While a privatised energy market has delivered stable and cost-effective electricity to Britain’s national grid for 25 years, the world and the pressures it faces are changing. A group of Newcastle University academics led by Professor Phil Taylor, director of the university’s Institute for Research on Sustainability, this week raised some important questions that go right to the heart of current energy policy dilemmas.
One of the most controversial points is the contradiction between the liberalised energy market philosophy dominant since 1990, and governments’ apparent inability to ensure the market invests in the low-carbon technologies necessary to meet their ambitious emissions reductions targets. More central planning and a strategic view beyond market forces, the academics argue, is needed. So is a return to something like the CEGB, the Central Electric Generating Board responsible for Britain’s power supply until privatisation, the way forward?
In reality, governments in the UK and abroad have for some time been drifting away from relying on market forces alone. The obvious explanation is that markets respond only to the signals they are given. If producing carbon and other greenhouse gases comes with no significant cost attached, then it is quite rational for power companies, responsible for delivering profits to their shareholders, to continue to burn fossil fuels.
The main mechanism for introducing emissions limits through market forces, the EU emissions trading scheme, was largely undermined by an excessively generous initial issue of permits, doubts about the scheme’s long-term future and a lack of flexibility in responding to the recession or to the impact of other EU or national policies aimed at supporting renewables or energy efficiency.
So Professor Taylor’s broadside is on strong ground when he argues that fossil fuel-generated energy is too cheap – little or no costs have been assigned to the very substantial future burden brought about by the consequences of a changing climate driven by CO2 emissions.
A little consistency, please
Chief among the other market-limiting factors is the sheer uncertainty brought about by inconsistent energy and climate policy that deters new investment. This has already seen companies close power stations and abandon plans for new capacity.
There is no global shortage of infrastructure investment money that seeks only modest returns in an era of low interest rates. But those investors quite reasonably demand at least a reasonable degree of certainty before investing huge sums. In practice that requires very strong government and regulatory commitments.
British governments commitments to low-carbon investments include feed-in tariffs or other subsidies for both renewables and nuclear energy. Carbon capture and storage (CCS), probably a vital component of a long-term strategy, has not received much funding so far, with only two projects (in Yorkshire and Scotland) underway. Like it or not, a green agenda has drawn government into making decisions for the power sector. It’s hard to see a return to reliance on markets alone to deliver climate policy objectives.
The challenge is to make sure that this is done competently, resulting in a well-balanced mix of power generating plant for the future and equally important investments to improve transmission networks and energy efficiency. In the form of the Department for Energy and Climate Change, the government seems ill-equipped for the task.
Professor Taylor argues for “an independent, expert body who can act as an overall system architect”, but we need to be much more specific about what such a strategic authority would be and what we would want from it. Independent expert advice already comes through the Committee on Climate Change. We can assume a great deal of technical advice comes from the National Grid. But keeping the ultimate decision-making within government has serious weaknesses – not least an increased vulnerability to lobbying from special interest groups, and to a politicisation of the decision-making process.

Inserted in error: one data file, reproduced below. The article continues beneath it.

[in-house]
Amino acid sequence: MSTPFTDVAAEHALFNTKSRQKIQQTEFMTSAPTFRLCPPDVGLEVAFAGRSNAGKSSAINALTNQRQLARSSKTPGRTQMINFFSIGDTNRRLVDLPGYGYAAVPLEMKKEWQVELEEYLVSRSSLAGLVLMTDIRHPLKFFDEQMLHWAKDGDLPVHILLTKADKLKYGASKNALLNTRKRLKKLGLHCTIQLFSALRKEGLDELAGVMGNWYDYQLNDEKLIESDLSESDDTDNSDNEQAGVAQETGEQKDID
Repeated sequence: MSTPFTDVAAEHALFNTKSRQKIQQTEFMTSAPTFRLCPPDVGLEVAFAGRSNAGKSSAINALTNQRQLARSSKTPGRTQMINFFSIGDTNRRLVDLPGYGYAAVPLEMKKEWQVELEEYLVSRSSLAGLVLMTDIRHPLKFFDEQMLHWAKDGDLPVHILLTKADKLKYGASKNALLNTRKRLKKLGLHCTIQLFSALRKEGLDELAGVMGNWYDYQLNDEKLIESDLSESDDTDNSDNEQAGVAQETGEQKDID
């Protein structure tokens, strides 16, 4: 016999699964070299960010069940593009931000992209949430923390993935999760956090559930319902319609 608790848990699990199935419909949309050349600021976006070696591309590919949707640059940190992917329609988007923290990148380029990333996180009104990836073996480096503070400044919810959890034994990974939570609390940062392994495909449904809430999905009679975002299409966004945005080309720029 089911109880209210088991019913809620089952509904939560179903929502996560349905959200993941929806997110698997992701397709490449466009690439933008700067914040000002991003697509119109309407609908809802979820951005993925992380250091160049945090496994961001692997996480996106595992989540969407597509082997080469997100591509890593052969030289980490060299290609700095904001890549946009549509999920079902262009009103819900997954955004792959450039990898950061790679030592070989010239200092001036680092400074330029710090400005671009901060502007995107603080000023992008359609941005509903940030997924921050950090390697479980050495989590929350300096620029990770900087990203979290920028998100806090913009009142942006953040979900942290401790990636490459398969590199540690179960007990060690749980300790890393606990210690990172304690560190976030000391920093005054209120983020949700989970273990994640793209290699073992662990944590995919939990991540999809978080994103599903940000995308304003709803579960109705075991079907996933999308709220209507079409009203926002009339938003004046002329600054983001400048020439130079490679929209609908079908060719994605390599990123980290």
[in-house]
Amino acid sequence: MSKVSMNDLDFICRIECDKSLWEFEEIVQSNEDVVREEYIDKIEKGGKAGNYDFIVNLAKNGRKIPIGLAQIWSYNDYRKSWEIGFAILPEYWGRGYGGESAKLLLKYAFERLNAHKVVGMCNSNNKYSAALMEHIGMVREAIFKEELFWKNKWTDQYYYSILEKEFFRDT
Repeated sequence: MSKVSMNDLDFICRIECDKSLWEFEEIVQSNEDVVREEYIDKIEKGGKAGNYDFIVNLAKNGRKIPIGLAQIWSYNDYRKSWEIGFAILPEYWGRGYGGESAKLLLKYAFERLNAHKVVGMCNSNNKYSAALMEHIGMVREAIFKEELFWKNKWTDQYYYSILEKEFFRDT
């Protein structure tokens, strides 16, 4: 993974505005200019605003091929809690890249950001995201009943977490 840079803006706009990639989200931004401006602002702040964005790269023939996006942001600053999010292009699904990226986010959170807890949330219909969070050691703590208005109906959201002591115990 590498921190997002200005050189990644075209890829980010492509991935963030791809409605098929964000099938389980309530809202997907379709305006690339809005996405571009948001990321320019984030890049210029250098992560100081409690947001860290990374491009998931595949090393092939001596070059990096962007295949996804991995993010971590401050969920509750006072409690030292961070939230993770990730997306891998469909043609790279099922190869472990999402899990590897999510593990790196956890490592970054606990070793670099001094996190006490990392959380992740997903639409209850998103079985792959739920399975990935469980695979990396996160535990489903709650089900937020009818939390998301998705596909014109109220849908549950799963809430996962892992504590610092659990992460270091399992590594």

Almost certainly we require an independent agency formally responsible for delivering a low-carbon power sector, making procurement choices, and with the power to enter into long term contracts with energy companies. One option, but not the only one, would be to give these powers to the National Grid, which is already a vendor-neutral provider of core system services. Such an agency could be public or private sector, and unlike the CEGB would not be encouraged to own or build its own power stations.
Competition still key
Whatever the answer this would be a major institutional change, with huge commercial implications for the sector. Professor Taylor’s brief implicitly assumes that more central control and planning of supply will be compatible with the aim to generate more competition among supply companies. At the very least this is not obviously the case; in the context of current markets, central direction tends to undermine competition. We need a new take on the retail market that will allow more companies to take their own approaches to what products and packages to offer consumers. This should promote innovation in the ways consumers use energy, not least in ways that reflect its true cost, as Professor Taylor advocates.
The most impressive example of a large and successful power sector decarbonisation has been the huge French nuclear programme of the 1980s. This was driven by political consensus on the strategic need to reduce oil dependency. Its essential features were a powerful but independent agency, combined with a wholehearted commitment from the government to the objective. In the UK, these have been often promised but not yet delivered. Britain need not copy France’s reliance on a nuclear programme, but these two features – often promised in the UK but not yet delivered – are not optional to copy its success.